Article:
As for Fazioli's, which I can understand why people would love it, I find it too bright for my taste. The clarity is so sharp that it kind of stings my ears.
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#2012709 - 01/11/13 10:40 AM Re: Fazioli pianos [Re: Kugupiyano]
Numerian Offline
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I doubt it is the clarity that is stinging your ears. It may be the loudness of the instrument, or as you say the many reverberations of the sound in a small apartment. Usually noises described as "stinging" or "irritating" come from discordance produced by partials that are not in tune (such as with the aliquots). I hope I am expressing this correctly, but the "killer octave" is well know for producing such irritations.

When Belsha talks about his father's piano causing unpleasant sounds, I'll bet you anything the father is not hearing these sounds the same way Belsha is. You lose some parts of your hearing at age 50 and progressively more as you age. You can have a real problem if you had a job that caused hearing loss when you were younger. I've told this story before on the Forum, but I went almost two years trying to get my technician to "fix" my Fazioli. It had started to sound too loud, too piercing, etc. It was causing tinnitus in my ears. Voicing, changing the hammers, and other things didn't help. Then I discovered that one of the medicines I was taking during this time caused tinnitus as a side effect for some patients. I stopped the medicine, the tinnitus went away, and the Fazioli sounded wonderful again. Considering how many medicines people take routinely these days (for cholesterol control, blood pressure, obesity, etc.), it is not surprising we get such different reactions from different people to the same instrument.

I noticed Norbert in a comment above is starting to appreciate the importance of one's hearing in determining which instruments are suitable and which are not. The unfortunate thing is that we all then extrapolate from the personal and condemn or praise the entire brand of instruments.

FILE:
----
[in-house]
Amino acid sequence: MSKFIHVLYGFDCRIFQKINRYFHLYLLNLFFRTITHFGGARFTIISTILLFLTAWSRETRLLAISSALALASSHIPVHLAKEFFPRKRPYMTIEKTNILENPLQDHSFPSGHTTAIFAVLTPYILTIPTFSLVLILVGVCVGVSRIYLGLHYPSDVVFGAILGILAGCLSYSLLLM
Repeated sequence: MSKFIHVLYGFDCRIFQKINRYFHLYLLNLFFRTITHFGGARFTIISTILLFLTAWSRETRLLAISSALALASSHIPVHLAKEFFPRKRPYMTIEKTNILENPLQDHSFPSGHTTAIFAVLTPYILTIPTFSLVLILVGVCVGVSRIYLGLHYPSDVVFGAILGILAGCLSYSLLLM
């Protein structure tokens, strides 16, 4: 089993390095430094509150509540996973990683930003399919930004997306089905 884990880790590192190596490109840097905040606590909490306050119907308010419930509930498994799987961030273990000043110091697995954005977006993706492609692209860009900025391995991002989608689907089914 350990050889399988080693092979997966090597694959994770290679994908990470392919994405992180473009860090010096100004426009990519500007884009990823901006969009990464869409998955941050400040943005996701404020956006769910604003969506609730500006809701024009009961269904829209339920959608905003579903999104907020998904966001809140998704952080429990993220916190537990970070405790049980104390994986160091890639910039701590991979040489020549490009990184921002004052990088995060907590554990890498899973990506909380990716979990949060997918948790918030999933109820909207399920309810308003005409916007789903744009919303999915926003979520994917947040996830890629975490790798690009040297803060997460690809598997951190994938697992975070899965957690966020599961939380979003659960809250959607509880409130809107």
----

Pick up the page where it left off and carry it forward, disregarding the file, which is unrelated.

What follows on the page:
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#2012740 - 01/11/13 11:41 AM Re: Fazioli pianos [Re: belsha]
RealPlayer Offline
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Registered: 05/02/03
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Originally Posted By: belsha
Originally Posted By: Entheo
analogous to purchasing a rolls royce or a bentley one is not purchasing based on the performance of the vehicle alone but rather the beautiful hand-crafted nature of it. that and the status of owning one of course.

to my ear faziolis are very nice sounding pianos, a bit on the sweet side, and they are fantastic pieces of furniture (the fazioli heritage). there's no shame in spending one's money on one, IMHO.


That's just complete non-sense. As a piece of furniture, a Fazioli or Steinway is strictly identical to a Yamaha, or even a Young Chang or Wendl&Lung. The difference is the sound, the dynamics, the action, and possibly the durability. So no, these pianos are purchased based on the "performance" alone, and not the "beautiful hand-crafted nature of it".


I would dispute this. It sounds like a denial that pieces of furniture can differ in quality and craftsmanship. And the "furniture" aspect of the piano, often called "fit and finish," is absolutely considered when assessing the piano's overall quality.
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#2012761 - 01/11/13 12:27 PM Re: Fazioli pianos [Re: belsha]
Entheo Offline
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Registered: 01/12/04
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Loc: chicago, il
Originally Posted By: belsha
Originally Posted By: Entheo
analogous to purchasing a rolls royce or a bentley one is not purchasing based on the performance of the vehicle alone but rather the beautiful hand-crafted nature of it. that and the status of owning one of course.